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"I know," cries Death, "that at the best

I seldom am a welcome guest;
But don't be captious, friend, at least:
I little thought you'd still be able
To stump about your farm and stable:
Your years have run to a great length;
I wish you joy, though, of your strength!"

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"Hold," says the farmer, "not so fast! I have been lame these four years past." "And no great wonder," Death replies : "However, you still keep your eyes; And sure to see one's loves and friends For legs and arms would make amends." "Perhaps," says Dodson, "so it might, But latterly I've lost my sight."

"This is a shocking tale, 't is true; But still there 's comfort left for you: Each strives your sadness to amuse; I warrant you hear all the news." "There's none," cries he; and if there

were,

I'm grown so deaf, I could not hear." "Nay, then," the spectre stern rejoined,

"These are unjustifiable yearnings:
If you are lame, and deaf, and blind,
You've had your three sufficient
warnings;

So come along, no more we 'll part."
He said, and touched him with his dart.
And now Old Dodson, turning pale,
Yields to his fate, so ends my tale.

ANNA L. BARBAULD.

[1743-1825.]

THE SABBATH OF THE SOUL.

SLEEP, sleep to-day, tormenting cares, Of earth and folly born;

Ye shall not dim the light that streams
From this celestial morn.

To-morrow will be time enough
To feel your harsh control;
Ye shall not violate, this day,
The Sabbath of my soul.

Sleep, sleep forever, guilty thoughts;
Let fires of vengeance die;
And, purged from sin, may I behold
A God of purity!

THE DEATH OF THE VIRTUOUS. SWEET is the scene when virtue dies!

When sinks a righteous soul to rest, How mildly beam the closing eyes, How gently heaves the expiring breast! So fades a summer cloud away, So sinks the gale when storins are o'er, So gently shuts the eye of day,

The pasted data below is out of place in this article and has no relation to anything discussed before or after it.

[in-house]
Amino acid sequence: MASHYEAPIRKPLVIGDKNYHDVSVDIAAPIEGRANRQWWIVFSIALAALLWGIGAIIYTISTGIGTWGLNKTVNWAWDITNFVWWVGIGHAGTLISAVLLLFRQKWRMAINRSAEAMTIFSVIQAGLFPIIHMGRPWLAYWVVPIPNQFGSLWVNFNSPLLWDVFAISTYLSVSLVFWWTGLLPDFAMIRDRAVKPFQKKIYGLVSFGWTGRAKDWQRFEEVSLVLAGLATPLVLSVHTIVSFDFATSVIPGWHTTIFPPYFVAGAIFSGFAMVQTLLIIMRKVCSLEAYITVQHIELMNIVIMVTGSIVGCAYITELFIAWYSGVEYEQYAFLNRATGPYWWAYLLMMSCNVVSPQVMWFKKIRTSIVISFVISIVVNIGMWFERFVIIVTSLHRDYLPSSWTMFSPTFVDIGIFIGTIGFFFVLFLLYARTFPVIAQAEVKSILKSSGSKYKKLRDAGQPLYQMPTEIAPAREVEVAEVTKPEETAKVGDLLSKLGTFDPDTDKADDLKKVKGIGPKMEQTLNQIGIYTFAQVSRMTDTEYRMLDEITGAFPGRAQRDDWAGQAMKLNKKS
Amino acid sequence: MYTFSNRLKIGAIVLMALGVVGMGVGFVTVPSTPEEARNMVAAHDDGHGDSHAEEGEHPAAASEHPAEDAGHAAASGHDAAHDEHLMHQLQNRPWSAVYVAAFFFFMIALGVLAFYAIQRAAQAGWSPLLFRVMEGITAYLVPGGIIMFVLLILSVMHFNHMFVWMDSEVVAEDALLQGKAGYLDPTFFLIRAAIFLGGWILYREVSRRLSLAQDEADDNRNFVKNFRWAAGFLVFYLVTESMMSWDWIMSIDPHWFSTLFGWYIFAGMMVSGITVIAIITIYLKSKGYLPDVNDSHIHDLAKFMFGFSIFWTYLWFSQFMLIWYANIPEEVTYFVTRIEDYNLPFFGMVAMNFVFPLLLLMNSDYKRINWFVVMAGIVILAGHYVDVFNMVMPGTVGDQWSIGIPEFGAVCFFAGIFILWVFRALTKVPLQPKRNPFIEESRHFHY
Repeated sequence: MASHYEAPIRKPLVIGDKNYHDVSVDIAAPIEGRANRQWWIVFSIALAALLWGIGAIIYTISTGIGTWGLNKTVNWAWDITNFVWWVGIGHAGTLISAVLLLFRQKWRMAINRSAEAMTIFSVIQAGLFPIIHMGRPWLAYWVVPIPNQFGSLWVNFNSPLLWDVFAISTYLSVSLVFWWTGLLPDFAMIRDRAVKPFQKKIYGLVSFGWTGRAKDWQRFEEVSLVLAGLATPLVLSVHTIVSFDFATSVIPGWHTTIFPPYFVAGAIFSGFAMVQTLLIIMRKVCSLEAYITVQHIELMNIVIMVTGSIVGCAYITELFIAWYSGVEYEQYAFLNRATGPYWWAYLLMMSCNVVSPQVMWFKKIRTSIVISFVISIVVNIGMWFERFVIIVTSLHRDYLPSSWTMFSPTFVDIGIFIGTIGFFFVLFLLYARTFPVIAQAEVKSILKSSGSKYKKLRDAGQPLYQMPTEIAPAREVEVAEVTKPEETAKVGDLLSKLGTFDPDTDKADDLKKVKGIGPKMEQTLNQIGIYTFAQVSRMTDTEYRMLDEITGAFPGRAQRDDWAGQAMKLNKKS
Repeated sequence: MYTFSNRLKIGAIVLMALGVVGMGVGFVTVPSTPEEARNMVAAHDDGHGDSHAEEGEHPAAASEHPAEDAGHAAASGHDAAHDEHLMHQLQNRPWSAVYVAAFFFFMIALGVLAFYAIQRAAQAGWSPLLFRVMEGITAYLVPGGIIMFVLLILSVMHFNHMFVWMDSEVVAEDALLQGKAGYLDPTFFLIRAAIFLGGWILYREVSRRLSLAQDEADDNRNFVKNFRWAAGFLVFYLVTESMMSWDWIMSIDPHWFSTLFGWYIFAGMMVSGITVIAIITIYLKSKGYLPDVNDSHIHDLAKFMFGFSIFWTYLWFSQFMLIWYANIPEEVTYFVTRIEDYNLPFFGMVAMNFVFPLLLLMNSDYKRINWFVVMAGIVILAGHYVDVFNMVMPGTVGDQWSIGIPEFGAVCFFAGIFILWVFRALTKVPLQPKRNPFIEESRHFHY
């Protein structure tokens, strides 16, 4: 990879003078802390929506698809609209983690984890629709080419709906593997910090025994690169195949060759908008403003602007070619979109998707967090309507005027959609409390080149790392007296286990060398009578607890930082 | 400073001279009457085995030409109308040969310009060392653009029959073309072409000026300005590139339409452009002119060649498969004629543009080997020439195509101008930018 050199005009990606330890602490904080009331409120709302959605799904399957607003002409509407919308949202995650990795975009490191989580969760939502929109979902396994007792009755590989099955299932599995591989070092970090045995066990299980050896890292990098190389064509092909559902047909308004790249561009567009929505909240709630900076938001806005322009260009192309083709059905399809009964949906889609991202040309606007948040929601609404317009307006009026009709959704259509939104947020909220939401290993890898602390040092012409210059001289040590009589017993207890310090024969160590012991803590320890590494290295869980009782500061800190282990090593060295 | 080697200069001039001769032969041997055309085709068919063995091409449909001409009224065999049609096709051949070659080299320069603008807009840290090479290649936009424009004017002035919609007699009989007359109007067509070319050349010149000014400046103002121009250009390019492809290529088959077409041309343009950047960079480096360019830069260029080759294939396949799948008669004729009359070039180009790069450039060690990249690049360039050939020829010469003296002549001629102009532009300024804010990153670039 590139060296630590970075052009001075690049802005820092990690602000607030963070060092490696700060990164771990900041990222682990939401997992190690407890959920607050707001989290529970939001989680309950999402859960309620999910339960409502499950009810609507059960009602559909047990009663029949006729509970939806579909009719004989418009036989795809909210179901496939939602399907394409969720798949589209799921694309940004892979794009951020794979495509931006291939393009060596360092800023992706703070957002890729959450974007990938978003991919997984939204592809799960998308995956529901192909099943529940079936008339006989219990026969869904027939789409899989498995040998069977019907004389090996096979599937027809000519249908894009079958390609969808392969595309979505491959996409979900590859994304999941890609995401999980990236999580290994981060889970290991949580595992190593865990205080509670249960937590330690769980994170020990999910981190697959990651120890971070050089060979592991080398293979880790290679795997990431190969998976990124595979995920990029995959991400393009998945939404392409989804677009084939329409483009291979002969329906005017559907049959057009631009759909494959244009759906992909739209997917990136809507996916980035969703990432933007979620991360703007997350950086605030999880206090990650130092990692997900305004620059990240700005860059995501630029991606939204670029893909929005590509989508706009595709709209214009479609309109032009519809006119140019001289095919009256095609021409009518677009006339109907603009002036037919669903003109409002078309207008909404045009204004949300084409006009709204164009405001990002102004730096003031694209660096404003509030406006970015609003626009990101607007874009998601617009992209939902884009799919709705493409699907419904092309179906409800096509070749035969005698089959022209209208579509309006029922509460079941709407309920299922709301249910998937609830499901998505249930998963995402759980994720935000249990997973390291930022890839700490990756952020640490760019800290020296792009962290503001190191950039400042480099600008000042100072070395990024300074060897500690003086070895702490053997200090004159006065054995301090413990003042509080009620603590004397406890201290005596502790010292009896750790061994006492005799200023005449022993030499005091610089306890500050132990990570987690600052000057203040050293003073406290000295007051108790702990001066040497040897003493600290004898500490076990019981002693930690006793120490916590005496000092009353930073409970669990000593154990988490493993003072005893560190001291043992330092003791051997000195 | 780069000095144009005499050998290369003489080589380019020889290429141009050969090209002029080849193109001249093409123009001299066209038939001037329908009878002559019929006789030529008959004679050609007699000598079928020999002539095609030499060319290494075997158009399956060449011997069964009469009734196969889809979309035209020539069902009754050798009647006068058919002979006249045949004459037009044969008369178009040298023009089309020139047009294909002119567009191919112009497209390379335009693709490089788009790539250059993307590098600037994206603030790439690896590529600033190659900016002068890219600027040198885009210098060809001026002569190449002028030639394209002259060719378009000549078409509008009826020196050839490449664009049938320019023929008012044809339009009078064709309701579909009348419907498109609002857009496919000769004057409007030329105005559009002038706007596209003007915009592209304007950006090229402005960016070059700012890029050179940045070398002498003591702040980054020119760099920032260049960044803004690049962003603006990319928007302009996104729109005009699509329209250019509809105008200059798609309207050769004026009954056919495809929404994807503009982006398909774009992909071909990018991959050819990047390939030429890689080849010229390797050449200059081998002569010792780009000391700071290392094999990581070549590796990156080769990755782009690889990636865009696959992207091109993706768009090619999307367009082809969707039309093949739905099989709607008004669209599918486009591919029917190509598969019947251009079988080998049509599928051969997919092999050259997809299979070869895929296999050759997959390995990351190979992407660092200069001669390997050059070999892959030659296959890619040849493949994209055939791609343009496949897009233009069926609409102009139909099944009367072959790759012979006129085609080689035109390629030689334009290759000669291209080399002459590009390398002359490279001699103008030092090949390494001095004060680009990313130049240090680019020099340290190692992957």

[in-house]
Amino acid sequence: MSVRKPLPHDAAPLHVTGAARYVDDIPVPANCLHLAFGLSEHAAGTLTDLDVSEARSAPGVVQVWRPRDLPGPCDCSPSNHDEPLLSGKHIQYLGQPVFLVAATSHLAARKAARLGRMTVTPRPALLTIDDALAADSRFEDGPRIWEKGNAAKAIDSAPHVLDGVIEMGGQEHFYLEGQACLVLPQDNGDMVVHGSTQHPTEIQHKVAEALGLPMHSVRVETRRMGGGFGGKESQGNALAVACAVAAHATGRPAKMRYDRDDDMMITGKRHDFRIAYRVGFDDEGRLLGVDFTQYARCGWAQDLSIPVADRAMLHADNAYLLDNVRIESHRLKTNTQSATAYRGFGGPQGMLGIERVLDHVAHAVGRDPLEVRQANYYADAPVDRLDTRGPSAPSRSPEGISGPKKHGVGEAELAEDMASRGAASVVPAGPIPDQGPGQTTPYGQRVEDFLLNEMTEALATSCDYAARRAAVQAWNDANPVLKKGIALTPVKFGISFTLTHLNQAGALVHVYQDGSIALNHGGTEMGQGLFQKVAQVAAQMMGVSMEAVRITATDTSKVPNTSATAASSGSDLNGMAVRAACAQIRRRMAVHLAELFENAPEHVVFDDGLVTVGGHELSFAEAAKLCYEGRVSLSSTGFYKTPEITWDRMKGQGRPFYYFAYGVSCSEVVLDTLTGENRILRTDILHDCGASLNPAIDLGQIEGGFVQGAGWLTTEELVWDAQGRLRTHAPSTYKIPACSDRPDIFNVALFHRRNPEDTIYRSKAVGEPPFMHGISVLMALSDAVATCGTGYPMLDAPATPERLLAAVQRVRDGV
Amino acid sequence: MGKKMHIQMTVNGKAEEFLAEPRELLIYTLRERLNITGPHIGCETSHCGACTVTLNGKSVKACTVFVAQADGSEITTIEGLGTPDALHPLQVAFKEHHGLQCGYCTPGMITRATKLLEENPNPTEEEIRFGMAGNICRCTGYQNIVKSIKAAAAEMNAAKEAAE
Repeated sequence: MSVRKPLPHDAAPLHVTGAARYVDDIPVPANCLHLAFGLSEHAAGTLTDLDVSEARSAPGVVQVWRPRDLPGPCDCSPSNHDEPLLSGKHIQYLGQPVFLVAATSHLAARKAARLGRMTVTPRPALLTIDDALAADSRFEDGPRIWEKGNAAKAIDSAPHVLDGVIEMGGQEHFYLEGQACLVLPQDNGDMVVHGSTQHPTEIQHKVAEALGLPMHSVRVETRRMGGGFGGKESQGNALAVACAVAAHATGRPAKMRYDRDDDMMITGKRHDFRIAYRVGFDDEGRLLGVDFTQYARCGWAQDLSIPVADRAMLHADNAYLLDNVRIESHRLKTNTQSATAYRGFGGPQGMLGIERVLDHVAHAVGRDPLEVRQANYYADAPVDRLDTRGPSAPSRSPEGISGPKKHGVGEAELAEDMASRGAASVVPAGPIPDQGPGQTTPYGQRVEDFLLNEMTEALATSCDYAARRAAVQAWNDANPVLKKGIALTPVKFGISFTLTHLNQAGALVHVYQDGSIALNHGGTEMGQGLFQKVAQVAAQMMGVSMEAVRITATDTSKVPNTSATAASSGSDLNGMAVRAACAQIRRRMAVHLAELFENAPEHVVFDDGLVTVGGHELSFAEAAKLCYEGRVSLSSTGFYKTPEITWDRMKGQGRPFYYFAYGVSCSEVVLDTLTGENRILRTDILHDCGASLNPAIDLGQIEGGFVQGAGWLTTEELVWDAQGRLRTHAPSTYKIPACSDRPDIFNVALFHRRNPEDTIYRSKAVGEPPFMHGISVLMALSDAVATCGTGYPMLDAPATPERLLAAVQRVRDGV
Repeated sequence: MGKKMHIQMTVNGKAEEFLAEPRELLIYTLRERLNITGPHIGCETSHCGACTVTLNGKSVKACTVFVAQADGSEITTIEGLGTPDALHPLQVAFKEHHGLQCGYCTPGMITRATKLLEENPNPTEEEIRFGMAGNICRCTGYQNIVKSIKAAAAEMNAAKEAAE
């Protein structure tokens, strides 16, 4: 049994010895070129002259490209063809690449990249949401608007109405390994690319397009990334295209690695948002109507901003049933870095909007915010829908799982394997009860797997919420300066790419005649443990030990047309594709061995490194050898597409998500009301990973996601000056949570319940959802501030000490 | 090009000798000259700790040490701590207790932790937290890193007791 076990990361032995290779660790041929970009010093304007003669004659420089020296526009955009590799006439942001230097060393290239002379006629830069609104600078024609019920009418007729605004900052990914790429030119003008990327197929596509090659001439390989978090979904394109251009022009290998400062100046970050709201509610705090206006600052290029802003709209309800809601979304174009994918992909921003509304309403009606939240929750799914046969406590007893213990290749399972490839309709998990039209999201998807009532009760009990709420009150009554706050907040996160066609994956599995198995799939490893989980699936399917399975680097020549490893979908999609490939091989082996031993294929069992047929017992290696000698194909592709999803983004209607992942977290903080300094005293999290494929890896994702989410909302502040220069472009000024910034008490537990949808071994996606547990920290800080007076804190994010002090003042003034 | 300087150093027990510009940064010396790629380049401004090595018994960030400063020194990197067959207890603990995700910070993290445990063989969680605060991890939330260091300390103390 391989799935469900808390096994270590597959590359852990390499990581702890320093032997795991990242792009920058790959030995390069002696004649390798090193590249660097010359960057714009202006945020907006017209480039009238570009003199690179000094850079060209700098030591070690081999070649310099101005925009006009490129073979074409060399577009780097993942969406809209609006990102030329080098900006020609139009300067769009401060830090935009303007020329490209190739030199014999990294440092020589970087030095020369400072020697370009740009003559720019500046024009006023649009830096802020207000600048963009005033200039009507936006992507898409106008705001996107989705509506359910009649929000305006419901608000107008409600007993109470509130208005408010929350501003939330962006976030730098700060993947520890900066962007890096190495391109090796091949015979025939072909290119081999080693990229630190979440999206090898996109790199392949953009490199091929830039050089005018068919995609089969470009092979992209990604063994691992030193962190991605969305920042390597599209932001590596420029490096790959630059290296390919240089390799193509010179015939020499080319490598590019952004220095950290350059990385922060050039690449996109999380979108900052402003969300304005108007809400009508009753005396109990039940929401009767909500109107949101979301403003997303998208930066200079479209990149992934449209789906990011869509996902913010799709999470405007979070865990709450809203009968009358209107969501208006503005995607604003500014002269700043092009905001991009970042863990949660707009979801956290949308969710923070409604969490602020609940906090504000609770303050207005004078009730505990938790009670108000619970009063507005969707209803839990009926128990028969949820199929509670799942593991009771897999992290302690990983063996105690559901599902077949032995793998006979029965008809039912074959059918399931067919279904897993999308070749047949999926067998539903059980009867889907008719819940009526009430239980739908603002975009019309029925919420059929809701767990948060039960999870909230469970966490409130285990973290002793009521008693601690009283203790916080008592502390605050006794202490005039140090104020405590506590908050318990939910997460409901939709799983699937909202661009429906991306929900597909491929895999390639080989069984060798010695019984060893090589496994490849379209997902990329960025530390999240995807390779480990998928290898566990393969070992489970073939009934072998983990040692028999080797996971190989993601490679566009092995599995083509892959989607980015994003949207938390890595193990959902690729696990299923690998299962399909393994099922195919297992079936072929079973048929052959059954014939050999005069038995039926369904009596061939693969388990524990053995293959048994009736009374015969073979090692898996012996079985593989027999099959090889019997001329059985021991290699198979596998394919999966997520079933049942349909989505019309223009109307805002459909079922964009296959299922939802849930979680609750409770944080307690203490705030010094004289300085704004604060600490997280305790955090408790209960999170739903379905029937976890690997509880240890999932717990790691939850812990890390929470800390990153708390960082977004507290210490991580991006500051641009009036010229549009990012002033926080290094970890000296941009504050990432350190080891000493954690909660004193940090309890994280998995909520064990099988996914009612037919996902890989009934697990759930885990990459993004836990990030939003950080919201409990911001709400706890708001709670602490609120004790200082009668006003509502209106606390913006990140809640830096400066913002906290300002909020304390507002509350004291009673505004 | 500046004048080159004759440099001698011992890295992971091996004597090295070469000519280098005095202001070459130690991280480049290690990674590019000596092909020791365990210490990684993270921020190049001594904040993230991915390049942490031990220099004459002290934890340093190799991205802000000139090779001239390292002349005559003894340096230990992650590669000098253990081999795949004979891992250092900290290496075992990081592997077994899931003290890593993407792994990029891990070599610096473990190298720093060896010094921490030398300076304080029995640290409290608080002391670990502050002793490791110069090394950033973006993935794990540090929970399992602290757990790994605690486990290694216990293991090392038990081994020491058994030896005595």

So dies a wave along the shore.

Triumphant smiles the victor brow,

Fanned by some angel's purple wing;— Where is, O grave! thy victory now? And where, insidious death! thy sting?

Farewell, conflicting joys and fears, Where light and shade alternate dwell!

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JOHN LOGAN.

[1748-1788.]

TO THE CUCKOO.

HAIL, beauteous stranger of the grove!
Thou messenger of spring!
Now heaven repairs thy rural seat,
And woods thy welcome sing.

What time the daisy decks the green,
Thy certain voice we hear;

Hast thou a star to guide thy path,
Or mark the rolling year?

Delightful visitant! with thee

I hail the time of flowers,

And hear the sound of music sweet
From birds among the bowers.

The school-boy, wandering through the wood

To pull the primrose gay,

Starts, the new voice of spring to hear,
And imitates thy lay.

What time the pea puts on the bloom,
Thou fliest thy vocal vale,

An annual guest in other lands,
Another spring to hail.

Sweet bird thy bower is ever green,
Thy sky is ever clear;
Thou hast no sorrow in thy song,

No winter in thy year!

O, could I fly, I'd fly with thee!
We'd make, with joyful wing,
Our annual visit o'er the globe,
Companions of the spring.

YARROW STREAM.

THY banks were bonnie, Yarrow stream,
When first on thee I met my lover;
Thy banks how dreary, Yarrow stream,
When now thy waves his body cover!